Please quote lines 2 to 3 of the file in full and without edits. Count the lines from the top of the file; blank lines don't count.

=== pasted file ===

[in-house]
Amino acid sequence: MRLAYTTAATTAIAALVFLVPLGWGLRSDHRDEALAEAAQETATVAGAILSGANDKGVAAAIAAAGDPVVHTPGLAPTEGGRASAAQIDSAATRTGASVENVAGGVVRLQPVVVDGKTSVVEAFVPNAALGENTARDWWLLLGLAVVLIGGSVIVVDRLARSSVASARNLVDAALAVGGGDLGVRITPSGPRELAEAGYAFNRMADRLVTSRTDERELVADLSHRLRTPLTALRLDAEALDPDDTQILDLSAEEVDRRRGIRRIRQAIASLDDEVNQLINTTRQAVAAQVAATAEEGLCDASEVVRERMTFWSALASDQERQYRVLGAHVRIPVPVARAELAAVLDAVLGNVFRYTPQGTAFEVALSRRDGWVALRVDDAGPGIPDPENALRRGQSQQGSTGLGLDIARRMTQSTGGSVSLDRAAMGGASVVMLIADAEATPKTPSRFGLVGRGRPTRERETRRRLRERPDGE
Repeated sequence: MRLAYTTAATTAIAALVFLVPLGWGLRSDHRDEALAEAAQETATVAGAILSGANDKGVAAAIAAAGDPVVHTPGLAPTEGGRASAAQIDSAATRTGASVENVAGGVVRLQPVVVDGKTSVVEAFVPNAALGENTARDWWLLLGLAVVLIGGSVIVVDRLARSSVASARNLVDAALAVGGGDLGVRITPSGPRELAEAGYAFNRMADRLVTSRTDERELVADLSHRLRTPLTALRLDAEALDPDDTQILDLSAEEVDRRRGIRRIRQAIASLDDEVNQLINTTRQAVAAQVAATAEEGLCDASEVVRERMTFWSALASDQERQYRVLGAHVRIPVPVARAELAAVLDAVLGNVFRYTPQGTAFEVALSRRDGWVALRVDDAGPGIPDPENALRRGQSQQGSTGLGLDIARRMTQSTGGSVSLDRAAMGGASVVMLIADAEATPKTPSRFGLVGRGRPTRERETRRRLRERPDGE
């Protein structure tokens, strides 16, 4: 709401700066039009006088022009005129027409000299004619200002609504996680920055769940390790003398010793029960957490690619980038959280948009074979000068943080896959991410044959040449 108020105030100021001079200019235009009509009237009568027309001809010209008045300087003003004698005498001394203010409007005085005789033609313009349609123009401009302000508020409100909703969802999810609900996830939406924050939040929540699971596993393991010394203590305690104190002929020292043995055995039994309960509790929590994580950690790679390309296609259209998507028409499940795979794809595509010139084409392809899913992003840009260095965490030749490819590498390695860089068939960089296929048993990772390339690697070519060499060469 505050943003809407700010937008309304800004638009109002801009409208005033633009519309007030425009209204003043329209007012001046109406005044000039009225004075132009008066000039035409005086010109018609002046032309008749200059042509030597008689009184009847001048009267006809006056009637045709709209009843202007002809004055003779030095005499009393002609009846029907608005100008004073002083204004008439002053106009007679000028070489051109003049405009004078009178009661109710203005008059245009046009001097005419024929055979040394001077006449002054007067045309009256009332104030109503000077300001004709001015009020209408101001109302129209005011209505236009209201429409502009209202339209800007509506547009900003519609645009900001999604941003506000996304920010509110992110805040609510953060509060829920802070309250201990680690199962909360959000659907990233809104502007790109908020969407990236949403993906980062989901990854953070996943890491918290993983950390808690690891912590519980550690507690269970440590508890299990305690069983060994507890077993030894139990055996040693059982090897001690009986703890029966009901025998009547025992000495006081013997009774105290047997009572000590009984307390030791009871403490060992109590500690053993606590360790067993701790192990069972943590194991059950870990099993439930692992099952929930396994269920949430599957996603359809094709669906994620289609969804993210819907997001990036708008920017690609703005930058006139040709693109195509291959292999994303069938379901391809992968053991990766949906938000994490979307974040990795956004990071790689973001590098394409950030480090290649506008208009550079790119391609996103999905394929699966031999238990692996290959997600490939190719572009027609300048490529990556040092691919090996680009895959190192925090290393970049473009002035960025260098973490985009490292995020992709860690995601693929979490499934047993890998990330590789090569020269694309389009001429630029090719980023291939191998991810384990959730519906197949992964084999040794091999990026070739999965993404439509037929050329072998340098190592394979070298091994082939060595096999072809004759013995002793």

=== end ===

Amino acid sequence: MRLAYTTAATTAIAALVFLVPLGWGLRSDHRDEALAEAAQETATVAGAILSGANDKGVAAAIAAAGDPVVHTPGLAPTEGGRASAAQIDSAATRTGASVENVAGGVVRLQPVVVDGKTSVVEAFVPNAALGENTARDWWLLLGLAVVLIGGSVIVVDRLARSSVASARNLVDAALAVGGGDLGVRITPSGPRELAEAGYAFNRMADRLVTSRTDERELVADLSHRLRTPLTALRLDAEALDPDDTQILDLSAEEVDRRRGIRRIRQAIASLDDEVNQLINTTRQAVAAQVAATAEEGLCDASEVVRERMTFWSALASDQERQYRVLGAHVRIPVPVARAELAAVLDAVLGNVFRYTPQGTAFEVALSRRDGWVALRVDDAGPGIPDPENALRRGQSQQGSTGLGLDIARRMTQSTGGSVSLDRAAMGGASVVMLIADAEATPKTPSRFGLVGRGRPTRERETRRRLRERPDGE
Repeated sequence: MRLAYTTAATTAIAALVFLVPLGWGLRSDHRDEALAEAAQETATVAGAILSGANDKGVAAAIAAAGDPVVHTPGLAPTEGGRASAAQIDSAATRTGASVENVAGGVVRLQPVVVDGKTSVVEAFVPNAALGENTARDWWLLLGLAVVLIGGSVIVVDRLARSSVASARNLVDAALAVGGGDLGVRITPSGPRELAEAGYAFNRMADRLVTSRTDERELVADLSHRLRTPLTALRLDAEALDPDDTQILDLSAEEVDRRRGIRRIRQAIASLDDEVNQLINTTRQAVAAQVAATAEEGLCDASEVVRERMTFWSALASDQERQYRVLGAHVRIPVPVARAELAAVLDAVLGNVFRYTPQGTAFEVALSRRDGWVALRVDDAGPGIPDPENALRRGQSQQGSTGLGLDIARRMTQSTGGSVSLDRAAMGGASVVMLIADAEATPKTPSRFGLVGRGRPTRERETRRRLRERPDGE